Charlotte is fine.  She is a little scraped up, but didn’t seem to be otherwise injured and didn’t show any signs of a concussion, thank goodness.

Then this evening as I was tucking her into bed, Charlotte asked me why I let her scooter down the hill.  I (foolishly) thought this would be a moment of great meaning and teaching, so I explained to her that I felt she needed to experience the hill to understand what her limitations are on the scooter and to value that when I tell her that something is dangerous I’m not just making shit up.

She sat there thinking on it for a moment, then said “Yeah.  If you didn’t let me scooter down that hill, I never would have found out that I could fly in my Viking costume.”

In other words: the Lesson Learning component of my Four-Year-Old model is broken.

** Charlotte is four years and three months old.  Evie’s first birthday is next week.


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September 29, 2013

** Niki is home from the hospital now and still healing up like a champ.

At some point – and I am not sure exactly when – Evelyn learned how to walk.  And I’m not talking about a few uncertain steps here and there like I was last week; I’m talking about confidently placing one foot in front of the other to cross an entire room, then turning around and going back to where she started from.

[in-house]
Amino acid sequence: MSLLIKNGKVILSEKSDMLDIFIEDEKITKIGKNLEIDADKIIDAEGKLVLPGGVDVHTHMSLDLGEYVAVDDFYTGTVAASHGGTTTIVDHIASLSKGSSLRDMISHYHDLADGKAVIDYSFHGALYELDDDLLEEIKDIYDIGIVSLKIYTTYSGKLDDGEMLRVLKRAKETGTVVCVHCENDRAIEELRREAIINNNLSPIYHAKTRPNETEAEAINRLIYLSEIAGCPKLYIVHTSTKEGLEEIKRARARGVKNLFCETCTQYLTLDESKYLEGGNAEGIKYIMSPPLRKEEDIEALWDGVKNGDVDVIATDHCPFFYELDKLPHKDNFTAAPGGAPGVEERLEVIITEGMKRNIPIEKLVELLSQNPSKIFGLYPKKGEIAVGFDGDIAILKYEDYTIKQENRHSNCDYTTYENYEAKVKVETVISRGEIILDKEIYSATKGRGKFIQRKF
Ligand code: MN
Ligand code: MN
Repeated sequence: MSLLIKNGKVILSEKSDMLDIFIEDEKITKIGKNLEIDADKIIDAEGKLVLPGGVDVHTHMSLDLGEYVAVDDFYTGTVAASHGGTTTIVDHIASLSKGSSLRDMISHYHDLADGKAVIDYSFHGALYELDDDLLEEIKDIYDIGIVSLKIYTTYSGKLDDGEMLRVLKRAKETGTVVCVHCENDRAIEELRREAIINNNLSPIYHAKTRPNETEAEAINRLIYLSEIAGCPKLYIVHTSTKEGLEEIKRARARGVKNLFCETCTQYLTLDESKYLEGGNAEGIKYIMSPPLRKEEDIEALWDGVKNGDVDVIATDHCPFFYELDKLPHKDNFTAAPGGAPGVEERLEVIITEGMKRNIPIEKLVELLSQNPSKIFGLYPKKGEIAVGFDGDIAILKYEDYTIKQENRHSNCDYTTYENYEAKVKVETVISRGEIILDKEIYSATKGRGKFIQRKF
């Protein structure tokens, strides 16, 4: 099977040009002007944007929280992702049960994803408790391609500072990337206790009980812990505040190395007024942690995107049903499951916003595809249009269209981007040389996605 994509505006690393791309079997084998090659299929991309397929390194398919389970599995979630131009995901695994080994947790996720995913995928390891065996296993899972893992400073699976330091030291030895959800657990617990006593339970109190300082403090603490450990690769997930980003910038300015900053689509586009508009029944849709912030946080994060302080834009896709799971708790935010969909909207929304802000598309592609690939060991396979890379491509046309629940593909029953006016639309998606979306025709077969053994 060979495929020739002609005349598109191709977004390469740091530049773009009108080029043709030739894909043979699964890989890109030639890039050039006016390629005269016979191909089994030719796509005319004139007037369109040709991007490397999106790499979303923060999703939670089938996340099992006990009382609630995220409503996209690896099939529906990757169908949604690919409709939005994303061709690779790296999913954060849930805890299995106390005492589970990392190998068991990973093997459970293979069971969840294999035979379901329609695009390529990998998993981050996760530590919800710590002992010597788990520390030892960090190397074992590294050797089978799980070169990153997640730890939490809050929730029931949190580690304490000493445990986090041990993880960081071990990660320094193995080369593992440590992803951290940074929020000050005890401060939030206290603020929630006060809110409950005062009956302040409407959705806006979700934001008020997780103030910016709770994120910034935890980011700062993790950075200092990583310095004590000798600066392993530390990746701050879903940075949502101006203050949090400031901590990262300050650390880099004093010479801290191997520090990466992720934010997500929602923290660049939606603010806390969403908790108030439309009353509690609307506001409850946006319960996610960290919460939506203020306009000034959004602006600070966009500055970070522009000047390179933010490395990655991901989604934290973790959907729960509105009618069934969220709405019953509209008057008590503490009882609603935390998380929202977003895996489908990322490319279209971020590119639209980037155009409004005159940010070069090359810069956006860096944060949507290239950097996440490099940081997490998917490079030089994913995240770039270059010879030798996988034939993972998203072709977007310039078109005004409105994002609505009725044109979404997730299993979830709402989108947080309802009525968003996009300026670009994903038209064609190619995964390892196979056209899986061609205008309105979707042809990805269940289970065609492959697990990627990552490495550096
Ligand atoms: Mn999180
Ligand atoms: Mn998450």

Unlike her sister, Evelyn learned to walk very gradually.  She was focused for so long on standing up that by the time she had conquered that skill she had just sort of HAPPENED upon learning to walk.  She would stand up and toddle about without ever realizing she was unsupported…and then when she caught herself in the middle of the room without a coffee table or a toy box or our arms nearby she would shriek in dismay, sit down, and wail.

Last week she went a few days without walking or standing up at all.  I thought she’d given up and moved onto something else, but then one evening Donald set her down and walked away for a moment and she enthusiastically waddled after him, slowly, deliberately, balancing ever so carefully.

She has been walking ever since, slowly gaining strength and speed, clapping and giggling as she toddles along.

It’s true what they say: time really does fly when you’re having fun.


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** Update: Niki is doing very well, recovering better than anyone expected.  We’re finally starting to all hit a pretty reasonable groove in terms of coordinating things.

1. We went to the aquarium and Charlotte, She-Who-Has-Always-Been-Exceedingly-Wary-Of-Mascots-And-Generally-Rejects-The-Idea-Of-Being-In-The-Same-Building-As-Someone-Wearing-A-Costume (exceptions made for the circus), asked to take a photograph with the penguin.  Donald stood in line with her, she insisted that the picture be taken without him in it, and then we both promptly died from shock.